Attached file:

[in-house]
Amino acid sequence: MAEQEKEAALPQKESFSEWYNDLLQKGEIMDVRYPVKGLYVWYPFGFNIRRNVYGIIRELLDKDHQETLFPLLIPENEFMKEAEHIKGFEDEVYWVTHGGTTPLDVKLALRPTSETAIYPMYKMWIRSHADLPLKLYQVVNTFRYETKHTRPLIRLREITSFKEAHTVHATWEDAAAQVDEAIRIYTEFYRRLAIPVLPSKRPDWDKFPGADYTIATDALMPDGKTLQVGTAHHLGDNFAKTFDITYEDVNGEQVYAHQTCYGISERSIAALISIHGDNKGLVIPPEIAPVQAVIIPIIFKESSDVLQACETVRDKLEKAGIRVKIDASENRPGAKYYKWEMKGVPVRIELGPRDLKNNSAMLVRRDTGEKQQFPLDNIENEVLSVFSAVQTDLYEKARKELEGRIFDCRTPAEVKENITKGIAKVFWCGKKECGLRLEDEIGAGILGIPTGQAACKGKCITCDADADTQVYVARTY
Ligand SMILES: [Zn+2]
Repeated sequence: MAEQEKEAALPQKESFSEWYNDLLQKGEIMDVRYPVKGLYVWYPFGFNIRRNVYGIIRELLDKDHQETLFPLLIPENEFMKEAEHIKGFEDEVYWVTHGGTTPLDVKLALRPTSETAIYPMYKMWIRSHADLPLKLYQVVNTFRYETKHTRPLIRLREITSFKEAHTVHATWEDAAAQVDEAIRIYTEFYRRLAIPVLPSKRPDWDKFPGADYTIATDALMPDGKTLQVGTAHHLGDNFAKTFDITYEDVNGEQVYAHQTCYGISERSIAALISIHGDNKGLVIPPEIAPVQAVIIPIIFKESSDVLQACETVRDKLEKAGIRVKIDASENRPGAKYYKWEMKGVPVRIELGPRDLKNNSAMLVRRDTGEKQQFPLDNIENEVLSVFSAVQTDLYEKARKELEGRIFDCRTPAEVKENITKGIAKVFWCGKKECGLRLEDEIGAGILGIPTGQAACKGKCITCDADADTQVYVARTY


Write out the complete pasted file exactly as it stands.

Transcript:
[in-house]
Amino acid sequence: MAEQEKEAALPQKESFSEWYNDLLQKGEIMDVRYPVKGLYVWYPFGFNIRRNVYGIIRELLDKDHQETLFPLLIPENEFMKEAEHIKGFEDEVYWVTHGGTTPLDVKLALRPTSETAIYPMYKMWIRSHADLPLKLYQVVNTFRYETKHTRPLIRLREITSFKEAHTVHATWEDAAAQVDEAIRIYTEFYRRLAIPVLPSKRPDWDKFPGADYTIATDALMPDGKTLQVGTAHHLGDNFAKTFDITYEDVNGEQVYAHQTCYGISERSIAALISIHGDNKGLVIPPEIAPVQAVIIPIIFKESSDVLQACETVRDKLEKAGIRVKIDASENRPGAKYYKWEMKGVPVRIELGPRDLKNNSAMLVRRDTGEKQQFPLDNIENEVLSVFSAVQTDLYEKARKELEGRIFDCRTPAEVKENITKGIAKVFWCGKKECGLRLEDEIGAGILGIPTGQAACKGKCITCDADADTQVYVARTY
Ligand SMILES: [Zn+2]
Repeated sequence: MAEQEKEAALPQKESFSEWYNDLLQKGEIMDVRYPVKGLYVWYPFGFNIRRNVYGIIRELLDKDHQETLFPLLIPENEFMKEAEHIKGFEDEVYWVTHGGTTPLDVKLALRPTSETAIYPMYKMWIRSHADLPLKLYQVVNTFRYETKHTRPLIRLREITSFKEAHTVHATWEDAAAQVDEAIRIYTEFYRRLAIPVLPSKRPDWDKFPGADYTIATDALMPDGKTLQVGTAHHLGDNFAKTFDITYEDVNGEQVYAHQTCYGISERSIAALISIHGDNKGLVIPPEIAPVQAVIIPIIFKESSDVLQACETVRDKLEKAGIRVKIDASENRPGAKYYKWEMKGVPVRIELGPRDLKNNSAMLVRRDTGEKQQFPLDNIENEVLSVFSAVQTDLYEKARKELEGRIFDCRTPAEVKENITKGIAKVFWCGKKECGLRLEDEIGAGILGIPTGQAACKGKCITCDADADTQVYVARTY